Phonetic: Mam-mu-fus ko-lum-be.
Named By: Hugh Falconer - 1857.
Synonyms: Archidiskodon imperator, Elephas eellsi, Elephas floridanus, Elephas imperator, Elephas jacksoni, Elephas jeffersonii, Elephas maibeni, Elephas roosevelti, Elephas washingtonii, Euelephas imperator, Mammuthus imperator, Mammuthus floridanus, Mammuthus imperator, Mammuthus jacksoni, Mammuthus jeffersonii, Parelephas floridanus, Parelephas jacksoni, Parelephas jeffersonii, Parelephas progressus, Parelephas roosevelti, Parelephas washingtonii.
Classification: Chordata, Mammalia, Proboscidea, Elephantidae, Mammuthus.
Species: M. columbi.
Size: Up to 4 meters tall at the shoulder.
Known locations: Canada, USA, Mexico & Nicaragua.
Time period: Calabrian through to Tarantian of the Pleistocene. Possibly survived into the early Holocene.
Fossil representation: Multiple specimens.
columbi is better known as the Columbian mammoth, although
it is not
actually named after the country Colombia that is in South America,
but after the province of British Columbia in Canada. The Columbian
mammoth appears to have been one of the most common mammoths roaming
North America during the Pleistocene, and is thought to have come
from mammoths that crossed the Bering land bridge from Asia into North
America during the early Pleistocene at the latest. This would have
been possible by fluctuating sea levels that would have been constantly
rising and falling in connection with decreasing and increasing
Compared to other mammoths, the Columbian mammoth is generally thought to have had a reduced covering of hair from those that were active in Eurasia. This is based upon the fact that North America is generally considered to have been warmer and less frozen than Europe during the Pleistocene, and an extensive covering of hair would have actually hindered the Columbian mammoths ability to cope with the warmer conditions.
One species of mammoth called M. exilis is thought to be descended from M. columbi. Better known as the pygmy mammoth, M. exilis is currently only known from the Californian channel islands where a population of Columbian mammoths are thought to have travelled to when the sea levels were much lower, and land masses larger, only to be cut off from the mainland when sea levels rose again.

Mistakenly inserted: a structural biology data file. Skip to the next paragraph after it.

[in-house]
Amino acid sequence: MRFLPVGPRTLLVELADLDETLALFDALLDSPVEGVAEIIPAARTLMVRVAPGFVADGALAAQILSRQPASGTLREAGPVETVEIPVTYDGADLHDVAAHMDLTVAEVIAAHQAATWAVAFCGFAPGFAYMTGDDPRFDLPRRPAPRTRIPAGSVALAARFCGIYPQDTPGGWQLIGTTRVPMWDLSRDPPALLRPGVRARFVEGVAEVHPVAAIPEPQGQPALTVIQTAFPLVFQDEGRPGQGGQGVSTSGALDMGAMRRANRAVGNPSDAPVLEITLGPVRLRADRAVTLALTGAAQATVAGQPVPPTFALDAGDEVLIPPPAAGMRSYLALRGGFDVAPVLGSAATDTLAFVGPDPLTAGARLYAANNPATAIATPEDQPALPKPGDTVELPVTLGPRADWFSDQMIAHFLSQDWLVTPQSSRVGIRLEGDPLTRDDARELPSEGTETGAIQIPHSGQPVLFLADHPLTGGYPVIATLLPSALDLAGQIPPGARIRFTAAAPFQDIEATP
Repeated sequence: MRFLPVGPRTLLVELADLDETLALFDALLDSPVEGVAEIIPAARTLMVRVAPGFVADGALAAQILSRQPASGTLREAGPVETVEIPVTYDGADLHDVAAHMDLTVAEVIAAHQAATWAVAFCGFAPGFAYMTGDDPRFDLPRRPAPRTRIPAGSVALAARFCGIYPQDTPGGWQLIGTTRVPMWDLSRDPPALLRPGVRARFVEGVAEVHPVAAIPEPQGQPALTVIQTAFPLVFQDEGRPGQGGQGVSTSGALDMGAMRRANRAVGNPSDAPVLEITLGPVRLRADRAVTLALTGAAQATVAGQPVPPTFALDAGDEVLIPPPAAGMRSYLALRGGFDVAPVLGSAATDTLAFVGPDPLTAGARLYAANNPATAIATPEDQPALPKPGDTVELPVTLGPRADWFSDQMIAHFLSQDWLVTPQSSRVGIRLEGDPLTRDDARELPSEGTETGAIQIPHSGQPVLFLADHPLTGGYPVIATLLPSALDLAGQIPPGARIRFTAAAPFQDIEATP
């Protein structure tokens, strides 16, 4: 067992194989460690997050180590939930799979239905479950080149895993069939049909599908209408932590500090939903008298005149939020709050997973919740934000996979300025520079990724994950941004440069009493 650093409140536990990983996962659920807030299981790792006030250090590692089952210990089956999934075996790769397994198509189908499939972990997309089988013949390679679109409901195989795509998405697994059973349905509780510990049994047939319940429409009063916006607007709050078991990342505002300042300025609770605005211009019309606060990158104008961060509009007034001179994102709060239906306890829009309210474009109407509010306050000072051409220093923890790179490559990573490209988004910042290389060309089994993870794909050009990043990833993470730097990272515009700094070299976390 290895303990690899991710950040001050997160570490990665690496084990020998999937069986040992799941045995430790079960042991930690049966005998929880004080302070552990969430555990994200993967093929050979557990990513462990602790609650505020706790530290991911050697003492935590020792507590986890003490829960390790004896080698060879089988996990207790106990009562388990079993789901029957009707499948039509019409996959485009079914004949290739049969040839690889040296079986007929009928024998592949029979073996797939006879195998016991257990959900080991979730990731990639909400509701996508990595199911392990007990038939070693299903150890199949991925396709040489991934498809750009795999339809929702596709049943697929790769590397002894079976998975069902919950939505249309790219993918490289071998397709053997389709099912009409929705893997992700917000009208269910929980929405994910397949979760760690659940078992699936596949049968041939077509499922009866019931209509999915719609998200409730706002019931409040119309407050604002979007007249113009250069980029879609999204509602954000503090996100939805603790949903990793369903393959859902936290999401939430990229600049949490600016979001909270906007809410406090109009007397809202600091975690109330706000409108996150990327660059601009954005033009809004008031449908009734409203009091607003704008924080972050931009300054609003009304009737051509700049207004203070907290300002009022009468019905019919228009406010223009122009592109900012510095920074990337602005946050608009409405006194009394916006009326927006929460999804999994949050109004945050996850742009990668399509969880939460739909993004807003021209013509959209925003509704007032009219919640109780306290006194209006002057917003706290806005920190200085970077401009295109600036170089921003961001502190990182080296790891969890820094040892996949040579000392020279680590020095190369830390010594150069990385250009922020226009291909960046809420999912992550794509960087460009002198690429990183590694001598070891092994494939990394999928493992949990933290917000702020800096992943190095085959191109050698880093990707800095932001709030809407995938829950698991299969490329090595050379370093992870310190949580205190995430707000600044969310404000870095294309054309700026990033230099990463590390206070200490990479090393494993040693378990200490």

As with most of the North American megafauna, the disappearance of the Columbian mammoth remains an uncertain and controversial subject. Hunting by humans is considered to have been a contributing factor, with fossil sites indicating that mammoths were killed and processed by human hunters, although in seemingly insufficient numbers to wipe out the whole population. Climate change has also been taken to be another contributing factor, and combined with increased hunting the stress may have been too great for the population to survive. Other current theories put forward include new diseases brought in from Asia by new migrants such as the first people, but these diseases would have to be so specialised that they would have affected all of the large megafauna while largely having little effect if any upon the smaller animals that exist to this day. Another is that an air burst from a comet exploding in the upper atmosphere similar to the Tunguska event of 1909 caused continent wide devastation that starved the larger animal species into extinction. To further complicate matters some Columbian mammoth remains are claimed to have come from the early Holocene period several thousand years after all of these events are supposed to have wiped out the megafauna. The only thing that remains fairly stable to say at this time is that populations of Columbian mammoths as with other megafauna at this time seem to have declined rapidly to a point that they could not recover from.
- North American Proboscideans: Mammoths: The state of Knowledge, 2003. Quaternary International. 126-128: 73–25. - Larry D. Agenbroad.
- Advances in proboscidean taxonomy & classification, anatomy & physiology, and ecology & behavior. - Quaternary International. 126–128: 5. - J. Shoshani & P. Tassy - 2005.
- Columbian mammoth petroglyphs from the San Juan River near Bluff, Utah, United States. Rock Art Research: The Journal of the Australian Rock Art Research Association (AURA), Vol. 28, No. 2 - Ekkehart Malotki & Henry D. Wallace - 2011.